Baboquivari Peak, Cerro Pinacate


By: Gene Olsen


This was a leisurely trip with a rest day between peaks. We checked in at the police station in Sells and were informed that we needed a permit. This we obtained from the tribal council office which is just around the corner from the police station. The people were very courteous. Permits require a council member signature. This says you should get your permit during business hours. We got to the C.G. at about 6:30 p.m. There have been improvements in the area since last year. The road is good and there has been a new outhouse constructed which has flush toilets and sinks. There is also another new building which appears to be a place to cook. This was not open. The 4 bedroom, 2 bath house is still unoccupied but doesn't seem any worse than last year. We left the C.G. at 6:20 and reached the summit at 10:45. It was hot near the bottom but cooled down nicely as we went up. The rock pitch went easily. I replaced the sling at the lower hanger. This climb can be done with a single 120' rope with a limited group. We rapped off the cable at the top and then did a second rappel from the lower hanger. Got back to the van at 2:45. Headed for Lukeville and Puerto Penasco. You must get a tourist permit to cross the border at Sonoita. We stayed at a new RV park in Puerto Penasco called Playa Bonita. This was a neat place. Had a good meal at a restaurant named La Curva on Kino Blvd. We left for Pinacate road head about 4:00 p.m. Friday. The road going in is in good shape. The only place that caused any concern was the wash and this went well. John R's instructions are still good and I've added some new details. We parked at approximately 1420'. Put a duck on the rite. Stopping here avoids the loose stuff at the end of the road.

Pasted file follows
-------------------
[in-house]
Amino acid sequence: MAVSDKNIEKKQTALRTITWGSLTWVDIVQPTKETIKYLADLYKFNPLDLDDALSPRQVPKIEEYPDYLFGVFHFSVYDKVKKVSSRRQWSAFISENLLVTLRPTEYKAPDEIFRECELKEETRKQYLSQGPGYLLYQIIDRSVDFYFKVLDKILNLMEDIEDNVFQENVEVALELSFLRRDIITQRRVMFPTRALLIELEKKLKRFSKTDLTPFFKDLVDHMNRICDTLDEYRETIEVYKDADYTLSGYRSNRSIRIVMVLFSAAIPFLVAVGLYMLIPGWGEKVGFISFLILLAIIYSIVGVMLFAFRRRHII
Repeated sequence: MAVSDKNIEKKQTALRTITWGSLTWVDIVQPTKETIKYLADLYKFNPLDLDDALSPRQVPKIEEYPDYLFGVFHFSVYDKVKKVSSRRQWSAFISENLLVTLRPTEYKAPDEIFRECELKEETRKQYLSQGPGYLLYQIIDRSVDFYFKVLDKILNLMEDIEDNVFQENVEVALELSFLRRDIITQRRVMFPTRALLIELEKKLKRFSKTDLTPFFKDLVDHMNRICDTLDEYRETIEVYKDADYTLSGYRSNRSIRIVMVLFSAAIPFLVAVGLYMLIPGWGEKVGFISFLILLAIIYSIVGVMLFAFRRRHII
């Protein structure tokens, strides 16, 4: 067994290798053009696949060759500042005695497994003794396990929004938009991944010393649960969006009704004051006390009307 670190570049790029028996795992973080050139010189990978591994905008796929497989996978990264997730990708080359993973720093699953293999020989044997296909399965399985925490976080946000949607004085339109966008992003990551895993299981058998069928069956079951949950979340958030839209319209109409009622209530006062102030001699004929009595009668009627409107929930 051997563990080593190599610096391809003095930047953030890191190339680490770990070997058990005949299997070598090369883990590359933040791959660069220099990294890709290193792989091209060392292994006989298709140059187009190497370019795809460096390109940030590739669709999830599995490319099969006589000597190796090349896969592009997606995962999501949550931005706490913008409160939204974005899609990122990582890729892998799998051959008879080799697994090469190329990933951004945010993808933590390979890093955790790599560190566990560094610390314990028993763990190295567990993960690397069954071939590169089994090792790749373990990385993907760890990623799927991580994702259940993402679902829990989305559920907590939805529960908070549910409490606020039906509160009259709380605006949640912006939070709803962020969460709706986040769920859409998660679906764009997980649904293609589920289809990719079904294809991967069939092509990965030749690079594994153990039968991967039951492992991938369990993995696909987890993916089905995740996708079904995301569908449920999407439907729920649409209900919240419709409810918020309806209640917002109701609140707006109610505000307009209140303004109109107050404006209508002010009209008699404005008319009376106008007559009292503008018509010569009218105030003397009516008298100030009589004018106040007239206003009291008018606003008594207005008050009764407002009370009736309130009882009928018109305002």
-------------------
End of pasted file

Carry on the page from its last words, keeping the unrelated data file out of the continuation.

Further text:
A copy of the Babo permit and maps are attached. Pinacate went well. Tremendous cholla! Less after Edna left. We started at 5:20 to avoid the heat and were back at the van at 12:15 to start the long drive home. We took Mex 2 to Mexicali. This road is in good shape and had almost no Traffic.

From "Decisions on Geographic Names in the United States", January through March 1984, Decision List No. 8401:

Winnedumah Paiute Monument: pinnacle, 18 m (60 ft.) high, in the Inyo Mountains at an elevation of 2,551 m (8,369 ft.), 16.1 Km (10 mi.) ENE of Independence, named for Winnedumah, a Paiute medicine man, who, according to legend, was turned into this pillar while he was invoking the help of the "great spirit" during a battle with Digger Indians, Inyo Co., Calif., 36 05' 49" N, 118 02' 03" W. Not: Paiute Monument, Piute Monument, Winneduman.

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